House Republicans want to change the way the National Science Foundation awards grants. But this is no dry academic debate: Representative Lamar Smith of Texas wants to reduce one scientific field in particular, and for entirely political purposes.

For example, the bill would require the NSF to ensure that one grant recipient didn’t receive a grant from another federal agency for research with the “same scientific aims and scope.” The idea was to prevent double dipping. But advocates warn that it could dry up funds for research with multiple components.

Another part of the bill stipulates that if an investigator receives more than five years of funding from the NSF, he or she can only get additional funding by contributing “original creative, and transformative research under the grant.” Ensuring that the government doesn’t plow resources into stalled projects may be laudable. But scientists shudder at the idea that they, let alone politicians, can definitively tell whether research will pay dividends after half a decade.

These quips merely feed a larger problem that Democrats and the White House have with the bill. Rather than offering a single budget level for the NSF, the FIRST Act authorizes levels for individual directorates, or sub-agencies, within the foundation. The big winners in this equation are the Directorate for Computer & Information Science & Engineering and the Directorate for Engineering. The loser is the Social, Behavioral, and Economic Sciences Directorate, which is poised to get a 22 percent budget cut from fiscal year 2014 levels.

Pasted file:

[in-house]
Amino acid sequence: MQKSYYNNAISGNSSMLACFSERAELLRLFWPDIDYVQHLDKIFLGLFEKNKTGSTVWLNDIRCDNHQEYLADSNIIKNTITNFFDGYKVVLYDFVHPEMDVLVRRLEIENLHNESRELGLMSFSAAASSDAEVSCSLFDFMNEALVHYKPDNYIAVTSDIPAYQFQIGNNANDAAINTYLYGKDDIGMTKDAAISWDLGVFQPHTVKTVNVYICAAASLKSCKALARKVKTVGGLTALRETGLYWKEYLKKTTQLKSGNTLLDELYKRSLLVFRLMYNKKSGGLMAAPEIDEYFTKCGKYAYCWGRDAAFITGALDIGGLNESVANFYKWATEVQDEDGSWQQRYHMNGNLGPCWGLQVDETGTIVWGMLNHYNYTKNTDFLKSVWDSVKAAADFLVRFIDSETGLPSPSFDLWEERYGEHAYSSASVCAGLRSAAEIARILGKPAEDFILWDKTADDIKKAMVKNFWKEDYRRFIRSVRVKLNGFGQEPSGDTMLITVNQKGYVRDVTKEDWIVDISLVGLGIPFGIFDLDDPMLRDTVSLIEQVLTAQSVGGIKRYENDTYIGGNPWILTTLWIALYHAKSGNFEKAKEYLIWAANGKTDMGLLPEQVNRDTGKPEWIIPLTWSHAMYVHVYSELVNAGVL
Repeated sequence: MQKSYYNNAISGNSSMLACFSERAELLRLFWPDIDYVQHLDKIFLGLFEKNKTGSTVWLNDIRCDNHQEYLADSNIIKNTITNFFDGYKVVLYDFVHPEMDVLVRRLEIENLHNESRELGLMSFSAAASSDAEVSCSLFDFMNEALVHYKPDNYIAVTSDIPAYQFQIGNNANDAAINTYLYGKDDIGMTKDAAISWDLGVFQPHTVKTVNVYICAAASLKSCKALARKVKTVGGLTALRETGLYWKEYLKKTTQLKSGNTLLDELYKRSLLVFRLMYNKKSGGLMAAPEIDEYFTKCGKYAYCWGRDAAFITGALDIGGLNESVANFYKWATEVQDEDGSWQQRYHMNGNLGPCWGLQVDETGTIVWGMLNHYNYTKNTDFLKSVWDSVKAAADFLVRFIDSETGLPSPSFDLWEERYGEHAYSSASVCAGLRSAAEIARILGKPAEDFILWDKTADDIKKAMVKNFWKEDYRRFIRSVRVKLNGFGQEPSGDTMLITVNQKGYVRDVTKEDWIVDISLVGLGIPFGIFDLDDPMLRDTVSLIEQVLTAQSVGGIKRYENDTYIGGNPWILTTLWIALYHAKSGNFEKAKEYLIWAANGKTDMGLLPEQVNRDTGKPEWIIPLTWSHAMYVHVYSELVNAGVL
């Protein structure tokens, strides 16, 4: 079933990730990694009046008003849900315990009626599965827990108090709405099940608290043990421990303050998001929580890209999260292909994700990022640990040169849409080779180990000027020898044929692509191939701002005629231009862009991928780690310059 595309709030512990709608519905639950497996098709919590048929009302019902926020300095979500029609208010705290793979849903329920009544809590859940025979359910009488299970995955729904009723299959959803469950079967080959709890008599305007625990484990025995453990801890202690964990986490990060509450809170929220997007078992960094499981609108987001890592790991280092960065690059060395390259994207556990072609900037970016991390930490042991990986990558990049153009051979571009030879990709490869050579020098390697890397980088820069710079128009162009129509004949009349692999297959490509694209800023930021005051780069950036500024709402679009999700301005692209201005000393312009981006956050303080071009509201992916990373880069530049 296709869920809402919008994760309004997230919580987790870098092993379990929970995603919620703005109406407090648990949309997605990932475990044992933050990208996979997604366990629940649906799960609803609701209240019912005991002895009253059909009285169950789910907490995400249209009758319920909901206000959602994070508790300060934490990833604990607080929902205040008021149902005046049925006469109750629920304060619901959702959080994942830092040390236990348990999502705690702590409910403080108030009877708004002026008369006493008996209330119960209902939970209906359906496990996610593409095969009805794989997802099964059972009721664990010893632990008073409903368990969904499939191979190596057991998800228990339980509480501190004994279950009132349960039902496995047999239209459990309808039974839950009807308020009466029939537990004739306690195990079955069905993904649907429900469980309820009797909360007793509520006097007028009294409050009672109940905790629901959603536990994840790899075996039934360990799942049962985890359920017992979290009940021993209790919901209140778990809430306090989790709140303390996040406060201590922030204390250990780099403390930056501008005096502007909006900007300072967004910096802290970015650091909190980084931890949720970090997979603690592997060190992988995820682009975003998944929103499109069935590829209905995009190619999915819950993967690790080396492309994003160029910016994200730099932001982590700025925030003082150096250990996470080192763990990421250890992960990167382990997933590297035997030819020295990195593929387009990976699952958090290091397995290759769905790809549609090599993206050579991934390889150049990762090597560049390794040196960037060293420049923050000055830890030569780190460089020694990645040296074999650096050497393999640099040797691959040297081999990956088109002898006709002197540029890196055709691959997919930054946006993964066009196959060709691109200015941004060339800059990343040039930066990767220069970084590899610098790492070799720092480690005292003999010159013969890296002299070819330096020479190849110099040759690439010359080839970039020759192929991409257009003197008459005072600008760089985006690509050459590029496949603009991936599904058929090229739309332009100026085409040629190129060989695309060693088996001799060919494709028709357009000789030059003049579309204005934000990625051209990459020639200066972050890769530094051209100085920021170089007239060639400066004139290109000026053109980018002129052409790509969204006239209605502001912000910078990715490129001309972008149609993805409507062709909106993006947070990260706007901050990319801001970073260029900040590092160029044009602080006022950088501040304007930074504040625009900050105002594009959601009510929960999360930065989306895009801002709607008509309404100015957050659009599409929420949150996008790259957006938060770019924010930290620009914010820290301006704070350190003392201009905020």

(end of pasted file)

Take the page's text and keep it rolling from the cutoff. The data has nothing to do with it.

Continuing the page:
Conservative ideology boils down to a series of easy moral fables, so social science has always antagonized reactionaries on the American right. When empirical studies show that children raised by same-gender couples and heteronormative couples are equally happy, culture warriors wind up on the wrong side of both history and science. When social scientists discover that giving homeless alcoholics housing makes them more likely to sober up, it challenges the conservative orthodoxies that only tough love and Twelve Steps can cure an alcoholic, and that the homeless deserve their situation. And when study after study fails to find evidence that raising the minimum wage destroys the economy, but rather tends to drive economic growth, it contradicts the ‘job creators’ catechism of opponents.

Lamar Smith wants to starve the Social, Behavioral, and Economic Sciences Directorate so that empirical, scientific fact will stop contradicting his fairy tales. Ask him about climate change, for instance, and he will tell you that God controls that situation, which is why we should all pray harder and stop worrying about the temperature, or the greenhouse gases, or the rising sea levels, because they are probably just a conspiracy to fool us into acting against God’s will. Smith has reaped rewards from the Koch brothers for all of this anti-science advocacy, but it is not money that drives him. He is a genuine anti-science ideologue.

“For a committee that is supposed to be advancing science, we seem to be doing an awfully good job of advancing selective science,” said Representative Joseph P. Kennedy III, a Massachusetts Democrat on the same committee. “It’s been frustrating, particularly of late.”

Kennedy called the Republican bill an “opportunistic approach to defunding or attacking certain areas of science that you either don’t agree with or that you don’t want to see what the results might actually be.”